Skip to content
On this page

Designing new components

This page outlines the steps that collaborators should follow in order to contribute a new Codex component.

Wikimedia Design System components collection excerpt

1. Report and validate

1.1. Create a new component epic task

Once you have validated the need to create a fully new system component, the next step is filing the corresponding component “epic” task in bug tracker Phabricator. Use this component creation task template to create the task, and provide as much information as possible in the predefined sections.

Phabricator screenshot of creating new component epic task

Your team may choose to work in a more iterative way and start by implementing a minimal viable product (MVP) version of the component. In that case, create a separate component MVP ticket, which needs to be a subtask of the epic.

Collaborators are free to decide how to tackle the iterative implementation process of the new component, and how to translate their plan into the corresponding Phabricator tickets. It is essential, though, that said tickets remain linked as subtasks of the component’s epic.

1.2. Review the task with the Design Systems Team

The new component task must be reviewed with help from the Design Systems Team (DST) before the design process starts. This creates shared understanding of the use case and validates that the functionality can only be covered by a new component.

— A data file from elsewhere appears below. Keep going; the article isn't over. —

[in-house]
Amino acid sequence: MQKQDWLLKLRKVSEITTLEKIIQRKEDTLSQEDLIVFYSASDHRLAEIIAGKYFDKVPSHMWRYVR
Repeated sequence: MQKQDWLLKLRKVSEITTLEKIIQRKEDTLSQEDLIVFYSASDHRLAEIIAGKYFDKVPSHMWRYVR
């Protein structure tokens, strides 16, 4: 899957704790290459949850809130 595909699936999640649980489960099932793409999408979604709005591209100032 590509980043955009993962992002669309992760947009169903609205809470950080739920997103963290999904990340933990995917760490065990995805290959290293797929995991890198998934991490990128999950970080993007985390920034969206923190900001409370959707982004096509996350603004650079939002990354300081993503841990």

Make sure to add the Design-Systems-Team project tag to the task for visibility. You can also post a comment once the task has been created and ping the DST members as a way to start the conversation.

Once the task is validated with the DST and creating the new Codex component is agreed upon, you can start designing the new component.

2. Research and prepare

The designer in charge of creating the new system component should start by checking the following resources in order to collect relevant information and begin defining the new Codex component:

Designers should start collecting, analyzing and comparing similar instances (either implemented or designed) of the new component: that is, components of the same category, or elements with shared characteristics that can influence the design direction.

This initial inventory-like process should allow designers to identify the visual building blocks of the new component, and help them understand its states and behavior in context.

3. Design the component

3.1. Create a new exploration file

Create a new Figma file to explore the different proposals and versions of the new component, so you can share them in the Phabricator task. You can duplicate this component exploration template to create your own file.